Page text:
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In this poem, the narrator addresses his mistress, and pleads with her to go on one last ride (on horses) with him. The "ride" is literally a ride on horseback but "ride" also has sexual connotations. His mistress, his beloved, has rejected him or at least does not love him. He is upset at being rejected but he's determined to make the most of this one last ride. The poem begins with the speaker asking for one last ride, continues with the ride itself, and it ends with him dreaming about the ride lasting forever.
The ride begins in the fourth stanza. The speaker leaves all rejection and past failures behind him. He just focuses on enjoying the present moment with her:
Past hopes already lay behind.
What need to strive with a life awry?
Had I said that, had I done this,
So might I gain, so might I miss.
The speaker goes on comparing his success (the ride with his beloved) with the successes of others. He claims that, even though she does not return his love, his success in having this one last ride with her is better than successes in other parts of life:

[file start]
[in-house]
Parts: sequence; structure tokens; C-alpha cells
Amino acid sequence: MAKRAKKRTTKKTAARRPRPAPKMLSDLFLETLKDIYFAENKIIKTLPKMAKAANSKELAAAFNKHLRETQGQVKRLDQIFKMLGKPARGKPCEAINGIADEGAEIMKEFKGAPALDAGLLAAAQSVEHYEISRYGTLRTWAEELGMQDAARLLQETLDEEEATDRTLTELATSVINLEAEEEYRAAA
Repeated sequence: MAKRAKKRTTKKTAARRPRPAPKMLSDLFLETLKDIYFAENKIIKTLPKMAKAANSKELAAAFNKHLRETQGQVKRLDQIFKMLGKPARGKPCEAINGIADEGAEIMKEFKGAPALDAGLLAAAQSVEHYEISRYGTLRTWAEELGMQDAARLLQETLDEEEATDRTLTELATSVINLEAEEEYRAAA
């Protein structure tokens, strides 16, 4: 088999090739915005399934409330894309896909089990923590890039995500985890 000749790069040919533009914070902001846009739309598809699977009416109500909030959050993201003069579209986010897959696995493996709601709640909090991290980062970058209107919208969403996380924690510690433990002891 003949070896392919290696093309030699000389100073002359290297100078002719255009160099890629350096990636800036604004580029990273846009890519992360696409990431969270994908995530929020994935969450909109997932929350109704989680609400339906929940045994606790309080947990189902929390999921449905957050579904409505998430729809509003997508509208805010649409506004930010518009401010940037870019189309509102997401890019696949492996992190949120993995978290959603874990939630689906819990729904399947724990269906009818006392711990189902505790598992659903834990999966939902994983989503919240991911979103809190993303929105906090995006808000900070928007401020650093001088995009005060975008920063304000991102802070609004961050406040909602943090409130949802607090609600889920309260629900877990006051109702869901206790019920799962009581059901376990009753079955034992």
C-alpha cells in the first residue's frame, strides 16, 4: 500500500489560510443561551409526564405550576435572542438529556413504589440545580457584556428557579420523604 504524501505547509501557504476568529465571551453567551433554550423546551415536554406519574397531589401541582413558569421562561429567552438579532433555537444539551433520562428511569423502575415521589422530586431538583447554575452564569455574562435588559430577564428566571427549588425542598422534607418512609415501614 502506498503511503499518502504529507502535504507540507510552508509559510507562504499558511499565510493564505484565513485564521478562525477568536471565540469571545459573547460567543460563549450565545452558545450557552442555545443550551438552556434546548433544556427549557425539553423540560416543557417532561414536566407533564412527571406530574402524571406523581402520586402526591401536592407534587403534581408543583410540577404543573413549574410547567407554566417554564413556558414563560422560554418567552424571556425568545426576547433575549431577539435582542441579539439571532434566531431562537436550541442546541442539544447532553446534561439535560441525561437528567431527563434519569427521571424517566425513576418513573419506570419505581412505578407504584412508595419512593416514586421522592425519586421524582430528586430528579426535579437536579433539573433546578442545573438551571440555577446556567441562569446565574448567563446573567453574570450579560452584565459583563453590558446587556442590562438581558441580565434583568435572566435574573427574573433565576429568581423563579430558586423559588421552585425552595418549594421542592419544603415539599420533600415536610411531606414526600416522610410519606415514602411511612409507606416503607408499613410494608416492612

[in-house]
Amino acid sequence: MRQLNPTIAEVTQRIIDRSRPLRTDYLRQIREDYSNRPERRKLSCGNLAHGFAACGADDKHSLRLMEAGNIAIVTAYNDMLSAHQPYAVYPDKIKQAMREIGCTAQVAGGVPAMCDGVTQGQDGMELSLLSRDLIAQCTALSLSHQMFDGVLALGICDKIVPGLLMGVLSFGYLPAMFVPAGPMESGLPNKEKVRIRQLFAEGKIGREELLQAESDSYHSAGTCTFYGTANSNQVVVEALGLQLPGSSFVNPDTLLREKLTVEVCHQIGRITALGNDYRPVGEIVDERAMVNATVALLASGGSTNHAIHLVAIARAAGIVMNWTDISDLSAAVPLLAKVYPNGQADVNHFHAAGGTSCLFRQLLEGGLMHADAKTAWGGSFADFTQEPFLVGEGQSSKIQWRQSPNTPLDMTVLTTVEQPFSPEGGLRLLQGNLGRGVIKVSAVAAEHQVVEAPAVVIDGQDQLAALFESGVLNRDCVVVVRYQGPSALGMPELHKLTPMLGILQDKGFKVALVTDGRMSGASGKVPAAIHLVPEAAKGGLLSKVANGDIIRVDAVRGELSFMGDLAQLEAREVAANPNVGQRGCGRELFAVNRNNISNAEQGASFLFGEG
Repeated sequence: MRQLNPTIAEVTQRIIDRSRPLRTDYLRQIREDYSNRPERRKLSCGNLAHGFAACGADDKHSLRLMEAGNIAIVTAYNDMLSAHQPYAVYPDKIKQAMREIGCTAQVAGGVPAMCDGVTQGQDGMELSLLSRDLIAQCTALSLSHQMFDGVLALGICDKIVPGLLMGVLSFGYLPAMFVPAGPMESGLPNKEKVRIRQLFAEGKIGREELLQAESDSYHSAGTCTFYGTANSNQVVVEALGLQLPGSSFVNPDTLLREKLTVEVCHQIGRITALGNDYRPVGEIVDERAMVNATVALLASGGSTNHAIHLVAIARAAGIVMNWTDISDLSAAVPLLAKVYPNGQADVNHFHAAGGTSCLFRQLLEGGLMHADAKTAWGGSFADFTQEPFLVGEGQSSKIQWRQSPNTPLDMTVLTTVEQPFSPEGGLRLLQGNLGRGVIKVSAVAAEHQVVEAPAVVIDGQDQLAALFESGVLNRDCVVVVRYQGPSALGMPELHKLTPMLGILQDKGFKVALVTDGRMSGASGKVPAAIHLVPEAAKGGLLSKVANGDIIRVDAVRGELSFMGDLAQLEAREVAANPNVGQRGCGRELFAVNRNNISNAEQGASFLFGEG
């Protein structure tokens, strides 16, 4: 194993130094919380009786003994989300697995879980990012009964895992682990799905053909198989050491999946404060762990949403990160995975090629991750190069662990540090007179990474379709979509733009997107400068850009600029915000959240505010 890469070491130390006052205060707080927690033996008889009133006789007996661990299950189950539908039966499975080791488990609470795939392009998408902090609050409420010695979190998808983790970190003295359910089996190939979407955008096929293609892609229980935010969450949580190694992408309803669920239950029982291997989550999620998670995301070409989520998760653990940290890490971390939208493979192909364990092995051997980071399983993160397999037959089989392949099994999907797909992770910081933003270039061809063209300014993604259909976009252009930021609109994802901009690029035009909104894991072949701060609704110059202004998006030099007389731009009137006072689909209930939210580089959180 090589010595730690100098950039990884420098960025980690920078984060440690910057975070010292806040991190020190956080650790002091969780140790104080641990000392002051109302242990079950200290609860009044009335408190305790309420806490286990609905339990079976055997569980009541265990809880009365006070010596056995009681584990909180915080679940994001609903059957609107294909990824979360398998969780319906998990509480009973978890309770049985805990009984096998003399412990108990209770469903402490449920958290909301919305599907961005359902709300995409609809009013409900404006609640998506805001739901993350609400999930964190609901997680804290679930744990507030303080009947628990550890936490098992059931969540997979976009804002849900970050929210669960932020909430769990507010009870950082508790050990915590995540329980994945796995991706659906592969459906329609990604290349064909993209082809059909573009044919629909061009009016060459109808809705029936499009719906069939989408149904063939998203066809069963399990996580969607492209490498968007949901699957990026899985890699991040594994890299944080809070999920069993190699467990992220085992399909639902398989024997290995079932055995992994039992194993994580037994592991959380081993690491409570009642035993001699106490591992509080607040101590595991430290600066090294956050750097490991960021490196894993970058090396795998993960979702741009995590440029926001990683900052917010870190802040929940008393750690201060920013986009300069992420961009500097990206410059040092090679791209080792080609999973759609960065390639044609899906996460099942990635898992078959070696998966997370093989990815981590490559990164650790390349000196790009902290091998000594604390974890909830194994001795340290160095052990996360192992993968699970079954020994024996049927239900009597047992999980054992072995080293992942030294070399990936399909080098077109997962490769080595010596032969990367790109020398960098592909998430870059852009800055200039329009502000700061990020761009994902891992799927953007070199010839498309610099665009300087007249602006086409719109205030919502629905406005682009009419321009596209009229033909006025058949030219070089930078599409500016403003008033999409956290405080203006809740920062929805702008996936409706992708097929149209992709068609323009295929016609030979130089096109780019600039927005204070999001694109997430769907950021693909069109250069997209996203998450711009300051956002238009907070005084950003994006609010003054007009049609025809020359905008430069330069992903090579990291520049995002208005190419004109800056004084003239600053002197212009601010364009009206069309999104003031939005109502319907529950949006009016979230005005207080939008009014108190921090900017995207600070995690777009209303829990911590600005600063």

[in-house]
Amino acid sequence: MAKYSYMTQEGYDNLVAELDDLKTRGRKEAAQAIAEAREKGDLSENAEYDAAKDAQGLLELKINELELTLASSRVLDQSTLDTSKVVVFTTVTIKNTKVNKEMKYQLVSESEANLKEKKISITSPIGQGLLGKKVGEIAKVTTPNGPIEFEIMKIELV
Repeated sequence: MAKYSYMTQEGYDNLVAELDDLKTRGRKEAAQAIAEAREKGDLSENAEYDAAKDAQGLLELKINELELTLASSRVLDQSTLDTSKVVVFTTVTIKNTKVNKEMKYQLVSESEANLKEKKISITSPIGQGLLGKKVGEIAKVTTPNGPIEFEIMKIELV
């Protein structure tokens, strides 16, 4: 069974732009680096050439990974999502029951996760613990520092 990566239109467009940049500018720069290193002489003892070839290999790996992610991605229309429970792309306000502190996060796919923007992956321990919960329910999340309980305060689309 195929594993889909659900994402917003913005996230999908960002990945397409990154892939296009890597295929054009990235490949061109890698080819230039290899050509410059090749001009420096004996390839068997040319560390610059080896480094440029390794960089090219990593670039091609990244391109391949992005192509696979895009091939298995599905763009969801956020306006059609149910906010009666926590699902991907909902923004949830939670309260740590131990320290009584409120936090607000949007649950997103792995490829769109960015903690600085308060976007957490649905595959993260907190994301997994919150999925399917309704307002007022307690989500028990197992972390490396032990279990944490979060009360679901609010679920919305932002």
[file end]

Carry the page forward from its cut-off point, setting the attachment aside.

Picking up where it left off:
There's many a crown for who can reach.
Ten lines, a statesman's life in each!
The flag stuck on a heap of bones,
A soldier's doing! what atones?
They scratch his name on the Abbey stones.
My riding is better, by their leave.
The speaker finds the joy in riding with her more sublime than a poet's descriptions. He finds more substance in the ride than the sculptor finds in Art and more than the musician finds in music. The speaker rationalizes further, noting that if he possessed his beloved fully (she returning his love absolutely) then Heaven would be a step down. Therefore, the speaker supposes that he necessarily can't fully have her because such a notion would be so sublime it could only occur in Heaven:
Earth being so good, would Heaven seem best?
Now, Heaven and she are beyond this ride.
In the last stanza, the speaker dreams of the ride lasting forever, thus becoming like a heaven on earth, "The instant made eternity."
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